How can we improve early education?

Question: How can we improve early education?

D. Quinn Mills: I think the biggest problem that we have is the parents. I don’t think the problem lies in the teachers and in the school. Now, they can be better and there are problems, but if people really want to learn and we have islands of that the United States and I can talk about some of those examples. If people really want to learn you don’t need much, but books or a television screen in the internet and some adults to work with you. It isn’t the quality of the buildings or the amount of money spent or any of that kind of thing. Learning has to be self-motivated. I think, by and large, the American adult population does not care much about it, does not convey values of that nature to it’s young people, to its children, and we have a basic problem of motivation is I guess when I am saying. On the other hand, we do have islands, some in the minority communities, some in the majority community. We have the areas like the Asian American community right now in which the learning effort is enormous. I remember talking to a young Asian student, college student the other day who said to me, they say, “we Asians are just very bright,” he said “I can remember all the nights I spent at the libraries, when my friends who where not Asians in San Francisco, were out playing and partying and I was working all the time.” And that level of commitment and that level of effort is what really is needed. Most American parents are not bothering to instill that at all just too. Now, add one final thing, we have a huge entertainment complex for profit and its purpose is to develop people and it spends enormous amount of time, effort, imagination diverting people in entertainment. So, the broad media industry is a real problem in this regard and of course they deny any responsibility for it all.

Recorded on: 9/27/07

 

 

 

Start with the parents, says Mills.

Related Articles

Human skeletal stem cells isolated in breakthrough discovery

It's a development that could one day lead to much better treatments for osteoporosis, joint damage, and bone fractures.

Image: Nissim Benvenisty
Surprising Science
  • Scientists have isolated skeletal stem cells in adult and fetal bones for the first time.
  • These cells could one day help treat damaged bone and cartilage.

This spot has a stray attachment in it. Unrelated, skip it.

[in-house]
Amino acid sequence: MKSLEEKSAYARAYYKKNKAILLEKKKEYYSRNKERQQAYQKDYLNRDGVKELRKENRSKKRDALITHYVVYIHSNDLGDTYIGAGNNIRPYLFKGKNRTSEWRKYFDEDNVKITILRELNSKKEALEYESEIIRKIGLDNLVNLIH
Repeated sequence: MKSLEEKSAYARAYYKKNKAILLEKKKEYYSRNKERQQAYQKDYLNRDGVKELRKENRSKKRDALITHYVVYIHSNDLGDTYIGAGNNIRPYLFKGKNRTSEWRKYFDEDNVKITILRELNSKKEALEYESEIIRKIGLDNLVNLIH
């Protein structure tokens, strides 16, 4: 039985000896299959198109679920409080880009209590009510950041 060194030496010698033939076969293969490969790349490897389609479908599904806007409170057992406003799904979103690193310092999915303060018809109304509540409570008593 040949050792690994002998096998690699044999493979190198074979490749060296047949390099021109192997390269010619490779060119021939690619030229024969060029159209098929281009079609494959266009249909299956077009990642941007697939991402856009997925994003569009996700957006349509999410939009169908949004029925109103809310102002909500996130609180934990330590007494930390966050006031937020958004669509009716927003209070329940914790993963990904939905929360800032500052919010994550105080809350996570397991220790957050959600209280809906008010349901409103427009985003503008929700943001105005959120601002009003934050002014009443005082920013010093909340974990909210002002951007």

• The team was able to grow skeletal stem cells from cells found within liposuctioned fat.
Keep reading Show less

How exercise helps your gut bacteria

Gut bacteria play an important role in how you feel and think and how well your body fights off disease. New research shows that exercise can give your gut bacteria a boost.

National Institutes of Health
Surprising Science
  • Two studies from the University of Illinois show that gut bacteria can be changed by exercise alone.
  • Our understanding of how gut bacteria impacts our overall health is an emerging field, and this research sheds light on the many different ways exercise affects your body.
  • Exercising to improve your gut bacteria will prevent diseases and encourage brain health.
Keep reading Show less

Giving octopuses ecstasy reveals surprising link to humans

A groundbreaking new study shows that octopuses seemed to exhibit uncharacteristically social behavior when given MDMA, the psychedelic drug commonly known as ecstasy.

Image: damn_unique via Flickr
Surprising Science
  • Octopuses, like humans, have genes that seem to code for serotonin transporters.
  • Scientists gave MDMA to octopuses to see whether those genes translated into a binding site for serotonin, which regulates emotions and behavior in humans
  • Octopuses, which are typically asocial creatures, seem to get friendlier while on MDMA, suggesting humans have more in common with the strange invertebrates than previously thought
Keep reading Show less